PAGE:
In the Garden:
Light pollution of the night sky above the Eastern U.S. is visible from space. (Photo courtesty of NOAA and the U.S. Air Force)
Let There Be Light, But Not Too Much
As we were watching fireflies the other evening I couldn't help but wonder how much brighter they'd be, and how many more we'd see, if it weren't for the nearby streetlight. Fireflies are one of those gifts of nature, like the impossibly bright plumage of cardinals and bluebirds or the incredible intricacy of a passionflower -- things that make one pause to wonder if maybe there is a guiding hand behind the evolutionary process. In the brightly lit world we live in, it would be easy to overlook the humble firefly, but to do so is to miss a miracle of nature.
Air and water pollution make the headlines, but there's another kind of pollution that has an impact on us, and on the animals and plants around us: light pollution. Most of us live in cities or suburbs and have never experienced the blackness of a moonless night. When I moved from urban Boston to very rural Vermont I was awed -- and frankly a little frightened -- at just how dark it could be. So dark you couldn't see your hand in front of your face, or see where your next footstep would land. It was spooky, but exhilarating, too. It occurred to me, "It's supposed to be this way."
According to the International Dark-Sky Association, 80 percent of Americans live in areas where the night sky is so illuminated with artificial light that the effect is equal to or near that of a full moon. Only about one third of the population can see the Milky Way. About 120 million people live in areas so polluted by light that they can't see any stars at all.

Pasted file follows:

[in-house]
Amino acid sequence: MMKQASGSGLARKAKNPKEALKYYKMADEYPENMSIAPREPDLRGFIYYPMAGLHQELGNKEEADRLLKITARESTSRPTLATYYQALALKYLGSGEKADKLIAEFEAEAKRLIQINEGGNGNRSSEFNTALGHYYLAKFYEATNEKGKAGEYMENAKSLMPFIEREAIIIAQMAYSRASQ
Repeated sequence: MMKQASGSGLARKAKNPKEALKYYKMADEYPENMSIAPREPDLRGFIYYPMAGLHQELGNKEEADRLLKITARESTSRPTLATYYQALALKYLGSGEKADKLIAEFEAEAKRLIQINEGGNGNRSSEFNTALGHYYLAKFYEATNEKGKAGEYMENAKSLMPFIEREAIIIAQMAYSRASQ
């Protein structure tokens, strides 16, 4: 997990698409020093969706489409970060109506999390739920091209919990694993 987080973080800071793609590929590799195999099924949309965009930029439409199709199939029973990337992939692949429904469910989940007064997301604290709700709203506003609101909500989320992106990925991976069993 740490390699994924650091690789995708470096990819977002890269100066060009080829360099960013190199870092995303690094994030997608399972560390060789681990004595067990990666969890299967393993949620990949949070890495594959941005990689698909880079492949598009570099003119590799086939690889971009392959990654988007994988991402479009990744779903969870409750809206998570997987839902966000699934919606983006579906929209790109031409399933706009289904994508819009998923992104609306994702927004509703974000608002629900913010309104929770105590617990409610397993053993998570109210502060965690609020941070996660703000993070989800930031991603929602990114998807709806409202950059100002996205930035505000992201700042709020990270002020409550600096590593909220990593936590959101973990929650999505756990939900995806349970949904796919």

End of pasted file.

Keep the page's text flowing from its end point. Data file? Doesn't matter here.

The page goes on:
Most homes have some type of outdoor lighting. A lamp post at the end of the front walk welcomes visitors; a flood light over the garage bathes the driveway in a rich glow. Walkway lights encourage sure footing from car to door; a porch light signals, "We're home." A dark house is an uninviting house.
Light has come to represent safety and security. A well-lit parking lot feels safer than a dark alleyway; a well-lit house is less likely to be burglarized. Are there ways to achieve the benefits of light while minimizing light pollution?
Types of Lighting
Landscape lights can be divided into three categories: safety, task, and accent. Safety lighting lets you see where you're going and discourages unwanted visitors. Task lighting illuminates areas where activity takes place. Accent lighting is decorative and illuminates areas of yard you want people to notice. Because landscape lighting can be a significant investment in both initial cost and electricity usage, it pays to understand the options.
When it comes to light pollution, safety lights are the biggest culprits. Many homeowners leave bright floodlights on continuously from dawn to dusk. A better option is to add a motion detector, so the light comes on only when it senses movement. Most fixtures allow you to adjust the sensitivity so the light is not tripped by swaying branches or blowing leaves. Most also allow you to set how long the light remains lit -- usually from five to 20 minutes.
Avoid "light trespass." If you've ever been annoyed by a neighbor's floodlight or a street light shining into your window, you know what this refers to. Most municipalities regulate commercial lighting, and some include homeowner lighting, to minimize disturbance to neighbors. This wayward light isn't just an annoyance, it's also a waste of electricity. Choose lights with "cut-off" or glare shields and adjust them so the light is directed downward, where you want it.